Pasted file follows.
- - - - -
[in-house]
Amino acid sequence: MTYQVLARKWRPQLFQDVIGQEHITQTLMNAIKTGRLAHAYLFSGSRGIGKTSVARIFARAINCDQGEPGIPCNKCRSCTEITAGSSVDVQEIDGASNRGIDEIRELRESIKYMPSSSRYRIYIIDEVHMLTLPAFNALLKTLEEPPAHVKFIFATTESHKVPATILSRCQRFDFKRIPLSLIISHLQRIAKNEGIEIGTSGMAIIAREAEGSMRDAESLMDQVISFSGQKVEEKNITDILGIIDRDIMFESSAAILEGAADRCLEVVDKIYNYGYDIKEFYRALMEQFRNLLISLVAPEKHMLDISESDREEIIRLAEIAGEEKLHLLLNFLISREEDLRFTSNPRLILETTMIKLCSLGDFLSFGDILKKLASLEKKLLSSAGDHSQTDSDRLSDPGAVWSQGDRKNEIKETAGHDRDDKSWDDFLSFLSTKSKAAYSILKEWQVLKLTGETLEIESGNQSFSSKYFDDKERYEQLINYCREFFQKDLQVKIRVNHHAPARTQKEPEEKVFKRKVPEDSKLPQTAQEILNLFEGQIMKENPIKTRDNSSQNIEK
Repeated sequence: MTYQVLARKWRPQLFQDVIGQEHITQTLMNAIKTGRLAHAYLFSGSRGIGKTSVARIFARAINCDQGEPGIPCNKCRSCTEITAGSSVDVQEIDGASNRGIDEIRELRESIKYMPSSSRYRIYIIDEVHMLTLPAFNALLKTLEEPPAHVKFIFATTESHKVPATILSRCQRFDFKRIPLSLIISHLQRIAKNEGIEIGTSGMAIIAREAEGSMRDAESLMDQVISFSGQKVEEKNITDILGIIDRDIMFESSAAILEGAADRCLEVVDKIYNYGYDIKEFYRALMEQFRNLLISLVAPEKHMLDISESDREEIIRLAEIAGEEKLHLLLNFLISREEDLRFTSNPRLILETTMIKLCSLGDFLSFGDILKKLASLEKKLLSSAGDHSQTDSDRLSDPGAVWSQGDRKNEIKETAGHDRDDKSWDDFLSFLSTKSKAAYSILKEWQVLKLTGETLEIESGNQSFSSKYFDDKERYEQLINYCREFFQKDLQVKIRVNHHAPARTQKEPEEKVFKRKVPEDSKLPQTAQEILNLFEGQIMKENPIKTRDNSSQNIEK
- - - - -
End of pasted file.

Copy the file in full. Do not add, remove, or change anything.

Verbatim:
[in-house]
Amino acid sequence: MTYQVLARKWRPQLFQDVIGQEHITQTLMNAIKTGRLAHAYLFSGSRGIGKTSVARIFARAINCDQGEPGIPCNKCRSCTEITAGSSVDVQEIDGASNRGIDEIRELRESIKYMPSSSRYRIYIIDEVHMLTLPAFNALLKTLEEPPAHVKFIFATTESHKVPATILSRCQRFDFKRIPLSLIISHLQRIAKNEGIEIGTSGMAIIAREAEGSMRDAESLMDQVISFSGQKVEEKNITDILGIIDRDIMFESSAAILEGAADRCLEVVDKIYNYGYDIKEFYRALMEQFRNLLISLVAPEKHMLDISESDREEIIRLAEIAGEEKLHLLLNFLISREEDLRFTSNPRLILETTMIKLCSLGDFLSFGDILKKLASLEKKLLSSAGDHSQTDSDRLSDPGAVWSQGDRKNEIKETAGHDRDDKSWDDFLSFLSTKSKAAYSILKEWQVLKLTGETLEIESGNQSFSSKYFDDKERYEQLINYCREFFQKDLQVKIRVNHHAPARTQKEPEEKVFKRKVPEDSKLPQTAQEILNLFEGQIMKENPIKTRDNSSQNIEK
Repeated sequence: MTYQVLARKWRPQLFQDVIGQEHITQTLMNAIKTGRLAHAYLFSGSRGIGKTSVARIFARAINCDQGEPGIPCNKCRSCTEITAGSSVDVQEIDGASNRGIDEIRELRESIKYMPSSSRYRIYIIDEVHMLTLPAFNALLKTLEEPPAHVKFIFATTESHKVPATILSRCQRFDFKRIPLSLIISHLQRIAKNEGIEIGTSGMAIIAREAEGSMRDAESLMDQVISFSGQKVEEKNITDILGIIDRDIMFESSAAILEGAADRCLEVVDKIYNYGYDIKEFYRALMEQFRNLLISLVAPEKHMLDISESDREEIIRLAEIAGEEKLHLLLNFLISREEDLRFTSNPRLILETTMIKLCSLGDFLSFGDILKKLASLEKKLLSSAGDHSQTDSDRLSDPGAVWSQGDRKNEIKETAGHDRDDKSWDDFLSFLSTKSKAAYSILKEWQVLKLTGETLEIESGNQSFSSKYFDDKERYEQLINYCREFFQKDLQVKIRVNHHAPARTQKEPEEKVFKRKVPEDSKLPQTAQEILNLFEGQIMKENPIKTRDNSSQNIEK